Federal funding was approved Wednesday that will help Southwest Colorado residents save an average of 30% on insurance premiums purchased through the state health care exchange.
“People that pay for their own insurance will now have a few thousand dollars more each year to buy a home, or save for college, or save for retirement, or take a vacation,” Gov. Jared Polis told The Durango Herald in a phone interview.
A reinsurance program created by the Colorado Legislature at the end of the session is expected to provide the savings to those purchasing insurance through Connect for Health Colorado. The exchange serves residents who do not have insurance through an employer or government program.
In La Plata County, about 3,000 people purchased insurance for 2019 on the exchange set up by the Affordable Care Act. In Montezuma County, about 800 customers purchased insurance through the exchange.
Customers of the reinsurance program are likely to see savings next year because the reinsurance program will lower the financial risk for the companies that offer plans on the exchange.
The reinsurance program is expected to provide funding for insurance companies to cover high-cost insurance claims between $30,000 and $400,000, said Joe Hanel, a spokesman for Colorado Health Institute.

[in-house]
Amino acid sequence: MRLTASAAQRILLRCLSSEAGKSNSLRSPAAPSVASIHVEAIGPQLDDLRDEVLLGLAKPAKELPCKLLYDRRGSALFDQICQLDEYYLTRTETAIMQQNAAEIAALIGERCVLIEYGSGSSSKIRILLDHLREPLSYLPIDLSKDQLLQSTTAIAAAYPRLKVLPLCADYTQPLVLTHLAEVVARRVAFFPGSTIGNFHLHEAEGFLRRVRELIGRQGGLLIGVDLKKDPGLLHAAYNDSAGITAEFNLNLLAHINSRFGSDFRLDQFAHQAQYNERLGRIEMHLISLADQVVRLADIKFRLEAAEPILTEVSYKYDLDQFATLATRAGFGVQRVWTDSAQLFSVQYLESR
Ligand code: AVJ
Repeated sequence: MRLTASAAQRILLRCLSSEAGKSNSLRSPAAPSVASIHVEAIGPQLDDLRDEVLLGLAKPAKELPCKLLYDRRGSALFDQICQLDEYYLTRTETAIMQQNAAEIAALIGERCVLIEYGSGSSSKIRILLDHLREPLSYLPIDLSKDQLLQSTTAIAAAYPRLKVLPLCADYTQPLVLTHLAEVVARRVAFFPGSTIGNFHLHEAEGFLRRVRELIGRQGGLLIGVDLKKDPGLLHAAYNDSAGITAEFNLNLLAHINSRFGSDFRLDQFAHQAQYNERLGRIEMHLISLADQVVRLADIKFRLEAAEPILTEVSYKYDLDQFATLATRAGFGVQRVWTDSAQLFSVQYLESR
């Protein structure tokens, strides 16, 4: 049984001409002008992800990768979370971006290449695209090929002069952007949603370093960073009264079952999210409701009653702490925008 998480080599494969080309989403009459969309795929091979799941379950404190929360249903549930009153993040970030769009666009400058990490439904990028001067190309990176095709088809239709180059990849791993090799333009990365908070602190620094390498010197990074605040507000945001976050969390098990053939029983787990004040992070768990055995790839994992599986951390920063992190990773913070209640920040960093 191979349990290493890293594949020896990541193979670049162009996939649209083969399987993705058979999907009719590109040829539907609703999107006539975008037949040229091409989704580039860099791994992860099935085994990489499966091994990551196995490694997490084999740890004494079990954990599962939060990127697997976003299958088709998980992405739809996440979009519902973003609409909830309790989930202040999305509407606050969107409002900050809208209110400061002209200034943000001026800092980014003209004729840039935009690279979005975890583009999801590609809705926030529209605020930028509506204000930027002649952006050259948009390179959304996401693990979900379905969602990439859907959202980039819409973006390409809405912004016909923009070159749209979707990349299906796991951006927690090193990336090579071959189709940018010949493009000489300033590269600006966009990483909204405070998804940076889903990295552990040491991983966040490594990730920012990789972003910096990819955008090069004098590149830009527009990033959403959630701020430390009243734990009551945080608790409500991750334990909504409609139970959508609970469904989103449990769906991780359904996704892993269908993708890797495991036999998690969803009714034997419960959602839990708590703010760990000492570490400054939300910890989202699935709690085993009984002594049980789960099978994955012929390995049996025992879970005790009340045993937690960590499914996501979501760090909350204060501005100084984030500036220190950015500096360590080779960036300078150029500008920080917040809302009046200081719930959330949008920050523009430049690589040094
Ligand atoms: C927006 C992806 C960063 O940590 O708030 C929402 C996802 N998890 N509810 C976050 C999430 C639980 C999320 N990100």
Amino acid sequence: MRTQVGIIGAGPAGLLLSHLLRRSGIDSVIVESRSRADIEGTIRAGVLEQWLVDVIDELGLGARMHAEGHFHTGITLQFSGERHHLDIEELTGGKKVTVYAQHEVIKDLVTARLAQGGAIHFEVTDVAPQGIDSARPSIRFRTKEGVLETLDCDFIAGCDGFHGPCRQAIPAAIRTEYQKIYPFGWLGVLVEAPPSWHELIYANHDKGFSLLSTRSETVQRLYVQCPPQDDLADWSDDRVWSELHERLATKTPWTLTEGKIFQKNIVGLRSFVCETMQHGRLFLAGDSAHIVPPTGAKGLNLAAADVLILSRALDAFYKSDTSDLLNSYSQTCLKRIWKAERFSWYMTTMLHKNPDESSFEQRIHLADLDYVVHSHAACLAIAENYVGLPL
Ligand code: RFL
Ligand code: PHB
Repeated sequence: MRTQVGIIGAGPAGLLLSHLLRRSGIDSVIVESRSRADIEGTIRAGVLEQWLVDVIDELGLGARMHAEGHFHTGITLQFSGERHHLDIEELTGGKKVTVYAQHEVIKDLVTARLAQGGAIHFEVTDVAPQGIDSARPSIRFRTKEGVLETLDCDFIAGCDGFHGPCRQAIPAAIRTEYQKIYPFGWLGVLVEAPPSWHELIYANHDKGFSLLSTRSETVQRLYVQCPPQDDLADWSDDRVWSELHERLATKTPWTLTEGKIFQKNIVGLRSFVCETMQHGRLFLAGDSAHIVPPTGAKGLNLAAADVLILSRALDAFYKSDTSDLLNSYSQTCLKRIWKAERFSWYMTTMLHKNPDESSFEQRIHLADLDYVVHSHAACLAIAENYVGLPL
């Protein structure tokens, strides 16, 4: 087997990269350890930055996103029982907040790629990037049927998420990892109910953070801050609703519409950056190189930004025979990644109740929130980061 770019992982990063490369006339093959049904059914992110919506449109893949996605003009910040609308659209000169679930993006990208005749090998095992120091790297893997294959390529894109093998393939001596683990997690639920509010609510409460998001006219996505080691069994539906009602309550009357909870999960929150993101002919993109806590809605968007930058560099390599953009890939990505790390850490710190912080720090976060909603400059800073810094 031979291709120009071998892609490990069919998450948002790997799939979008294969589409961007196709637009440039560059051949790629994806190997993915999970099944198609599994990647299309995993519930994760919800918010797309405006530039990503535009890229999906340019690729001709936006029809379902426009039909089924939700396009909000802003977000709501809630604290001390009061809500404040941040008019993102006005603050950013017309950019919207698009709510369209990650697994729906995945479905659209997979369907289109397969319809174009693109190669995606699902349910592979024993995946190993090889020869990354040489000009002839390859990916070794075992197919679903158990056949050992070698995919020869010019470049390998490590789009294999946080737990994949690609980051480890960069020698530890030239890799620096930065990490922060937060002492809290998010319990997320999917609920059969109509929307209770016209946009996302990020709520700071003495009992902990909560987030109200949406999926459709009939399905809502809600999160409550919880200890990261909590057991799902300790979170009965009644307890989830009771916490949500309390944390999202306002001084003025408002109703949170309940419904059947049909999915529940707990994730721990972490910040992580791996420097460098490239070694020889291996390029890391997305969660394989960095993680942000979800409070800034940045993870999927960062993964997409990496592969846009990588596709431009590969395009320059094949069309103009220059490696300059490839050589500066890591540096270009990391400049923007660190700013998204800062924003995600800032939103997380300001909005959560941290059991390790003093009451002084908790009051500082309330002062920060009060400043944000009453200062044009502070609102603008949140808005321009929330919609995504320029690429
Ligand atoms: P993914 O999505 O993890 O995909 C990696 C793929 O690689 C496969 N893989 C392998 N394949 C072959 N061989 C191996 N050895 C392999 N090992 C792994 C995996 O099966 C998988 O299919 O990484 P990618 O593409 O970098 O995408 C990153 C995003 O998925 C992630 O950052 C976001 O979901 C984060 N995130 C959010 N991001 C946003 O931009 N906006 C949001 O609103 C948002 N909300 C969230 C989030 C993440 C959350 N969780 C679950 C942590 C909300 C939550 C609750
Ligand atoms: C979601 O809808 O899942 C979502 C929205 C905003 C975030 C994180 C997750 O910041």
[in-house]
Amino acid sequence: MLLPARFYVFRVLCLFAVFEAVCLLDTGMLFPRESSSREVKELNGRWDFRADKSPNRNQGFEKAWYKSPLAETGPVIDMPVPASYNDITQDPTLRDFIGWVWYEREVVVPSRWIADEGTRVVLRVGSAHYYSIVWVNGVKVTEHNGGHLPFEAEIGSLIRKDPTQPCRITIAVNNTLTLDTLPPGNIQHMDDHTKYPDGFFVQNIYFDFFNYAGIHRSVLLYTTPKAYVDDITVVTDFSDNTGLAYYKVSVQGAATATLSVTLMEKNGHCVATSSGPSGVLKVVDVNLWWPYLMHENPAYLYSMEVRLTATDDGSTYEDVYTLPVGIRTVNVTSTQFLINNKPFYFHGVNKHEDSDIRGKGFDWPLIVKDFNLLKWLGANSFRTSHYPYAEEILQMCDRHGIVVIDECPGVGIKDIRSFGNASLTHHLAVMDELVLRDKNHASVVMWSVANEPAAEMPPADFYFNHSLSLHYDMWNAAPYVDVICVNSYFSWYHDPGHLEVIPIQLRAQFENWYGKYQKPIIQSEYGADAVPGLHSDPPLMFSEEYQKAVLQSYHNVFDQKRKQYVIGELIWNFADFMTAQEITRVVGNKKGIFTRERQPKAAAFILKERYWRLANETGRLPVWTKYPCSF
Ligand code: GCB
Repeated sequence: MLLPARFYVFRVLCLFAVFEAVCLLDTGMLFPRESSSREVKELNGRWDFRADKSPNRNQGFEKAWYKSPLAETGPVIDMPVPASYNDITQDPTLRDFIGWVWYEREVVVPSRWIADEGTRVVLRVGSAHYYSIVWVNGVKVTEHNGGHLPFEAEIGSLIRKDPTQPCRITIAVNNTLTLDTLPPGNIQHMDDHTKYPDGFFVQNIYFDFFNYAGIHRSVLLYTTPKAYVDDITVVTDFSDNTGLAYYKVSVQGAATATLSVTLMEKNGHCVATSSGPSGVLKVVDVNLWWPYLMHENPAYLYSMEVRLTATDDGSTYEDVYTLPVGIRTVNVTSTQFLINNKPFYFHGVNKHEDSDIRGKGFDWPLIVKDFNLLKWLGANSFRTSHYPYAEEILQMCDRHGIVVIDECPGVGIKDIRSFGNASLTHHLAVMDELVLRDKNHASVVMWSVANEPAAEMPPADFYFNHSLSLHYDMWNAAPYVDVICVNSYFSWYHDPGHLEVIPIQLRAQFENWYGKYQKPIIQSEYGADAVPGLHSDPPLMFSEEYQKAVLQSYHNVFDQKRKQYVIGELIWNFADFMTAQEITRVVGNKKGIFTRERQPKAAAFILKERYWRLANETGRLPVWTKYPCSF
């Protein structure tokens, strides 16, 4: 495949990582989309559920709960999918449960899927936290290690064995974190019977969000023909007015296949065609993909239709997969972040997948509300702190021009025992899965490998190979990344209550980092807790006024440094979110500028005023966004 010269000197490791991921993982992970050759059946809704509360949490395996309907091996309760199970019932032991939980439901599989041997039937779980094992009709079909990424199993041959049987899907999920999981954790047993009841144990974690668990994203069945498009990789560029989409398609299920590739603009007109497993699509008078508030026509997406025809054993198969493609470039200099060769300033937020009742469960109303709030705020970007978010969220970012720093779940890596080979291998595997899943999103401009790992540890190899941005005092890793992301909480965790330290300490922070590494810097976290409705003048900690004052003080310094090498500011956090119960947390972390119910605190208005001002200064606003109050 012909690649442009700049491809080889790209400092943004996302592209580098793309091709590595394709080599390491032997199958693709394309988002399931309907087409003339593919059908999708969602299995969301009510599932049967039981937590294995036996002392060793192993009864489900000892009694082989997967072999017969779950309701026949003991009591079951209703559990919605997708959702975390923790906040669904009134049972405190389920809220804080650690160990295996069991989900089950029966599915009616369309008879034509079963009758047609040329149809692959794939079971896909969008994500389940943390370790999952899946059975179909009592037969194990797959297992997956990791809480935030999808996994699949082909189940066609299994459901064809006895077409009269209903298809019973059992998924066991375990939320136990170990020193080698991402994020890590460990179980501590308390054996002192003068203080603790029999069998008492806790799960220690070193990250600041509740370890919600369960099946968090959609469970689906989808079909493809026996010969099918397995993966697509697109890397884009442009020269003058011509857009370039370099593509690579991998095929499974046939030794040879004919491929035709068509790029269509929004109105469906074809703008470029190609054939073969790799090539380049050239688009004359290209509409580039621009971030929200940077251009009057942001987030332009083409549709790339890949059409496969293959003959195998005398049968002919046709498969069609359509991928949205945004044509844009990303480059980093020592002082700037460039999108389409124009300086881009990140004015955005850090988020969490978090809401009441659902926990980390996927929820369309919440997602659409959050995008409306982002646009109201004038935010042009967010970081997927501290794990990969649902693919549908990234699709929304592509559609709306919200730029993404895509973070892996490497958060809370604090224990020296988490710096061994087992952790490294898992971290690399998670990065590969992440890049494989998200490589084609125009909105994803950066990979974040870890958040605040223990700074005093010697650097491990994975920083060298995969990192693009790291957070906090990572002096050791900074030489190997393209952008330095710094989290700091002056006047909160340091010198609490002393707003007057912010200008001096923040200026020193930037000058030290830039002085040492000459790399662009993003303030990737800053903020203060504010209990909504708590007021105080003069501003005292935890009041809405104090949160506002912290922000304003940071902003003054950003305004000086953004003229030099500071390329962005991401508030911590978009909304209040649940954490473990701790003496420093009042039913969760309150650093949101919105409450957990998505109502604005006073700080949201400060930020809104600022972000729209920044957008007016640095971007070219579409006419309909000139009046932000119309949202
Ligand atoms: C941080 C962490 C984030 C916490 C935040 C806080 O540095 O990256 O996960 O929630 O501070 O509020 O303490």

Savings in Southwest Colorado could outpace savings in other parts of the state because insurance companies can request that the program pay a higher percentage of high-cost claims on the Western Slope, he said.
The federal government will provide about $163 million to cover the high-cost claims, said Vincent Plymell, assistant commissioner with the Colorado Division of Insurance. Millions of dollars in state funding is already in place.
The expected savings are not final because the Division of Insurance must review the proposed Connect for Health plans. The agency will release the approved plans in September or October, Plymell said.
The reinsurance program is one piece of Polis’ plan to lower health insurance costs for Coloradans. The state also hopes to import affordable prescription medications from Canada and support county-level health care alliances.
County-level alliances negotiate prices directly with health care providers on behalf of county residents and then contract with insurance companies to provide coverage.
A group in La Plata County is exploring forming such a health care alliance.
“We look forward to providing savings to people with employer-backed care,” Polis said.